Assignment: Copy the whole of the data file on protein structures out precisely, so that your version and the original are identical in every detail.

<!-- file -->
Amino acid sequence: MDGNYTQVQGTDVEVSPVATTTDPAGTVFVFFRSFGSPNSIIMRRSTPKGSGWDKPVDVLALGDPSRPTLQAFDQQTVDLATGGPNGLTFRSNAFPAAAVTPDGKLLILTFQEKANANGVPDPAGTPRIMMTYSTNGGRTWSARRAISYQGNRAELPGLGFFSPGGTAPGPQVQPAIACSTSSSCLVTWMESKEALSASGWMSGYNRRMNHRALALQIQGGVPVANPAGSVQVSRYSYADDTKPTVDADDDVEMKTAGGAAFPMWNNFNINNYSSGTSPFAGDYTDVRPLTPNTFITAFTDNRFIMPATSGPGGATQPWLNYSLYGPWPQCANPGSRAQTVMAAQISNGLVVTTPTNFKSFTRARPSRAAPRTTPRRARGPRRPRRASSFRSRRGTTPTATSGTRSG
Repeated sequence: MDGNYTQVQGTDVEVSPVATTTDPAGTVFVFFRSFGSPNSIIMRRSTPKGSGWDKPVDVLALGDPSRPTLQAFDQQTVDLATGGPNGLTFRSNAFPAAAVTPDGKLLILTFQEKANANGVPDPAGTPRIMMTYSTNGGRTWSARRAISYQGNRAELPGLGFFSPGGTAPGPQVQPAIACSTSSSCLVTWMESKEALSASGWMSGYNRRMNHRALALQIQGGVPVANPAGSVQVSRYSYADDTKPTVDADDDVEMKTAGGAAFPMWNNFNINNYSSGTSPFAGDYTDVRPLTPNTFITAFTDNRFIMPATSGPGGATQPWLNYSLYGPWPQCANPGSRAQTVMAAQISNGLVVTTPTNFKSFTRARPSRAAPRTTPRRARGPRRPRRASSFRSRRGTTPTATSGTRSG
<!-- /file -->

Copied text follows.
Amino acid sequence: MDGNYTQVQGTDVEVSPVATTTDPAGTVFVFFRSFGSPNSIIMRRSTPKGSGWDKPVDVLALGDPSRPTLQAFDQQTVDLATGGPNGLTFRSNAFPAAAVTPDGKLLILTFQEKANANGVPDPAGTPRIMMTYSTNGGRTWSARRAISYQGNRAELPGLGFFSPGGTAPGPQVQPAIACSTSSSCLVTWMESKEALSASGWMSGYNRRMNHRALALQIQGGVPVANPAGSVQVSRYSYADDTKPTVDADDDVEMKTAGGAAFPMWNNFNINNYSSGTSPFAGDYTDVRPLTPNTFITAFTDNRFIMPATSGPGGATQPWLNYSLYGPWPQCANPGSRAQTVMAAQISNGLVVTTPTNFKSFTRARPSRAAPRTTPRRARGPRRPRRASSFRSRRGTTPTATSGTRSG
Repeated sequence: MDGNYTQVQGTDVEVSPVATTTDPAGTVFVFFRSFGSPNSIIMRRSTPKGSGWDKPVDVLALGDPSRPTLQAFDQQTVDLATGGPNGLTFRSNAFPAAAVTPDGKLLILTFQEKANANGVPDPAGTPRIMMTYSTNGGRTWSARRAISYQGNRAELPGLGFFSPGGTAPGPQVQPAIACSTSSSCLVTWMESKEALSASGWMSGYNRRMNHRALALQIQGGVPVANPAGSVQVSRYSYADDTKPTVDADDDVEMKTAGGAAFPMWNNFNINNYSSGTSPFAGDYTDVRPLTPNTFITAFTDNRFIMPATSGPGGATQPWLNYSLYGPWPQCANPGSRAQTVMAAQISNGLVVTTPTNFKSFTRARPSRAAPRTTPRRARGPRRPRRASSFRSRRGTTPTATSGTRSG